Quick Takes from Maria the Virgin Witch

Initially, I was not too keen on watching Maria the Virgin Witch (aka Junketsu no Maria); but many posts on the show inflamed my desire to do so, and Kaze’s comments in the 8th podcast of Beneath the Tangles proved to be the final impetus.  In any event, I gobbled up these twelve episodes in three days.  The show obviously derives from a liberal mindset, but it’s not as unfair to the Church as many other liberal takes on the Middle Ages.  The reason for this lies in the author having a decided interest in the Middle Ages and Church history; though, one wishes that he had added a double dose of Catholic theology to his studies.  But, in this post–presented in the Quick Takes format, I wish to write about how well the show represented the Middle Ages.  I’ll talk about its philosophy another time.

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-I: Weapons, Armor, and Battles-

The armor, weapons, and battlefield tactics employed at this period in history are all very well researched by the author.  Not a single piece of armor or weapon is anachronistic or incorrect.  There are problems with the sword and buckler fights and with how well two-handed weapons are sometimes wielded in just one hand.  Also, there is an obvious absence of chainmail, but that can be explained by the difficulty of animating a coat of rings.

Manga's probably the only format you'll see a byrnie in.

Manga’s probably the only format you’ll see a byrnie in. From Vinland Saga.

I like how the anime features primitive examples of the firearms which were first coming into use.  The depiction of Britain’s standard defensive tactic relying upon longbow archers protected by men-at-arms was perfect.   I also can’t remember the last time in an anime medieval soldiers wore gambesons, the padded coat which most soldiers could afford as armor.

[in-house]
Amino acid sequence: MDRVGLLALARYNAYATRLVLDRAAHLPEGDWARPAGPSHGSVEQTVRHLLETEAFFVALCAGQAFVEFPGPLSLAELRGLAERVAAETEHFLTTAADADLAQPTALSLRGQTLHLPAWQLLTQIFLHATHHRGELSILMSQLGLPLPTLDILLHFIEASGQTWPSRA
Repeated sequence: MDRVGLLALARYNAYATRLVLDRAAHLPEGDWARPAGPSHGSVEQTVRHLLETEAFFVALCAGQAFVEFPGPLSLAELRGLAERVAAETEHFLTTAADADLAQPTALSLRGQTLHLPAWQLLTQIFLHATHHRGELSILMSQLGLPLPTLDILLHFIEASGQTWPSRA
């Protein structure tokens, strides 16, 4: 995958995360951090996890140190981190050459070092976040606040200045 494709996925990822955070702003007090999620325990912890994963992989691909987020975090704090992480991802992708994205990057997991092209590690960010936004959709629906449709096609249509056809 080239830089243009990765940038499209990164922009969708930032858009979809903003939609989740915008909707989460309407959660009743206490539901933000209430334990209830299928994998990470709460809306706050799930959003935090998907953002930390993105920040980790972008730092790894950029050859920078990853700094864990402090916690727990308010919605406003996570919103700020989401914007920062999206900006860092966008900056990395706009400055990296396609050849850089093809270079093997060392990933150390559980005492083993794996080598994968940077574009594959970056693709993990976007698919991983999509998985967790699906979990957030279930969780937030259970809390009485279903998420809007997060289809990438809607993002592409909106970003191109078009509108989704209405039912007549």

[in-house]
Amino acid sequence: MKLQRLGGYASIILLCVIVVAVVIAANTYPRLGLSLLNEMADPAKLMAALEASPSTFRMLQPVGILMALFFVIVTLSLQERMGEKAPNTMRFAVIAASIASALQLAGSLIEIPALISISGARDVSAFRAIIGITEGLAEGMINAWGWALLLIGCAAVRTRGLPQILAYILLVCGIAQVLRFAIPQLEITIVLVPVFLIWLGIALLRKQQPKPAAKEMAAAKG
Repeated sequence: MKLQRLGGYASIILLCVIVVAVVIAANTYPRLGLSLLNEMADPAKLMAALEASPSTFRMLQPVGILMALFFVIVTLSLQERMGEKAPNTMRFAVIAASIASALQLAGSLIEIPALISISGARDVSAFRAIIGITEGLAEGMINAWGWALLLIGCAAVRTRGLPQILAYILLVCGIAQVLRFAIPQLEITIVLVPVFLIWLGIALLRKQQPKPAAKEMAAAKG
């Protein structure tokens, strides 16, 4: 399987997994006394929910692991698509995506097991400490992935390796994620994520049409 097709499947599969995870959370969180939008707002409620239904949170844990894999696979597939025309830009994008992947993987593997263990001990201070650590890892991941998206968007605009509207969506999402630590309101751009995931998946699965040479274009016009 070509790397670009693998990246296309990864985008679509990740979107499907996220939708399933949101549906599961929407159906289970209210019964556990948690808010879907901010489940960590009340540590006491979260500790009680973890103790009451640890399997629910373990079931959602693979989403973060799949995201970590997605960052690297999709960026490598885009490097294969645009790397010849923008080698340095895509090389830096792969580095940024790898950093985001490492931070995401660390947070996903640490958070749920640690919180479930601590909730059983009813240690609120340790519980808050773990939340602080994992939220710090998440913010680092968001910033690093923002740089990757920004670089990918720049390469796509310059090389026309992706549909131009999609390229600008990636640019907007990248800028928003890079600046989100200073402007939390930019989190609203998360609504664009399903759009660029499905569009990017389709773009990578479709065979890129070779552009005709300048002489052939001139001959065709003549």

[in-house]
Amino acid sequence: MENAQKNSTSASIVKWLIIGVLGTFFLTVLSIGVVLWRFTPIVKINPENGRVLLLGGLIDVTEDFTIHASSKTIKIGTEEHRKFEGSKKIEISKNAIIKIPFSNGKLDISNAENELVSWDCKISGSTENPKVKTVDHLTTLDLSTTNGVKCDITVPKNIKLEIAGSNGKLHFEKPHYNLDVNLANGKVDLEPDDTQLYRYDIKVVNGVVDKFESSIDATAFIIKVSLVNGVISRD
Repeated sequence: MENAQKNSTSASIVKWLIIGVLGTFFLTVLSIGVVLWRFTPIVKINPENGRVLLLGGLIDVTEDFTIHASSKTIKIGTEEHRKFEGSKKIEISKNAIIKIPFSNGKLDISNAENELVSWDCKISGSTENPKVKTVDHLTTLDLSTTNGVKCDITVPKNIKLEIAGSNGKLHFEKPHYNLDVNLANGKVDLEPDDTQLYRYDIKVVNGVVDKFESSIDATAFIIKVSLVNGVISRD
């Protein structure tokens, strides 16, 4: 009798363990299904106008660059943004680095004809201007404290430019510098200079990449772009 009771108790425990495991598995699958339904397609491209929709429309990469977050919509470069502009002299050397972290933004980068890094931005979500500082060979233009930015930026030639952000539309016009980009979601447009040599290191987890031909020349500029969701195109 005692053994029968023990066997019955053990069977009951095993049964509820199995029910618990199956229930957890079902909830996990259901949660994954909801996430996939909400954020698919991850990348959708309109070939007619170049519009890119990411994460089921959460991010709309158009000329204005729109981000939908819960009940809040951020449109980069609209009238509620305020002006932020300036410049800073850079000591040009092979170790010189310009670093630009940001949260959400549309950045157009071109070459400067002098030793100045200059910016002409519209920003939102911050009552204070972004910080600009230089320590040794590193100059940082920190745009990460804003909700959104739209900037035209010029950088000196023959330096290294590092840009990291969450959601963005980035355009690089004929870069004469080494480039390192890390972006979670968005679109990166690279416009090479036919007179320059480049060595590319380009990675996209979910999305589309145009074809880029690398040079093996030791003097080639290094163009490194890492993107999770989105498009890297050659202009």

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A Recipe, One Cider, and a Laundry List of Beers

For a change, I’ll be giving a cider review alongside my beer reviews.  I enjoy cider as an eminently quaffable, uncomplicated, and refreshing beverage.  It also features as part of my favorite seafood recipe, which I gleaned from Mark Bittman’s magnum opus. The Best Recipes in the World.  So, let me start by giving you that recipe.

Cider Poached Red Snapper/Cod

Ingredients

Salt and Pepper to taste

Half a Stick of Unsalted Butter

2lbs of Cod/Red Snapper Fillet

1 Large Onion, diced

Plenty of Portobello Mushrooms, sliced

Enough Cider to cover the fish (have at least two bottles handy, one may suffice)

(How do you like my precise measurements?  🙂 )

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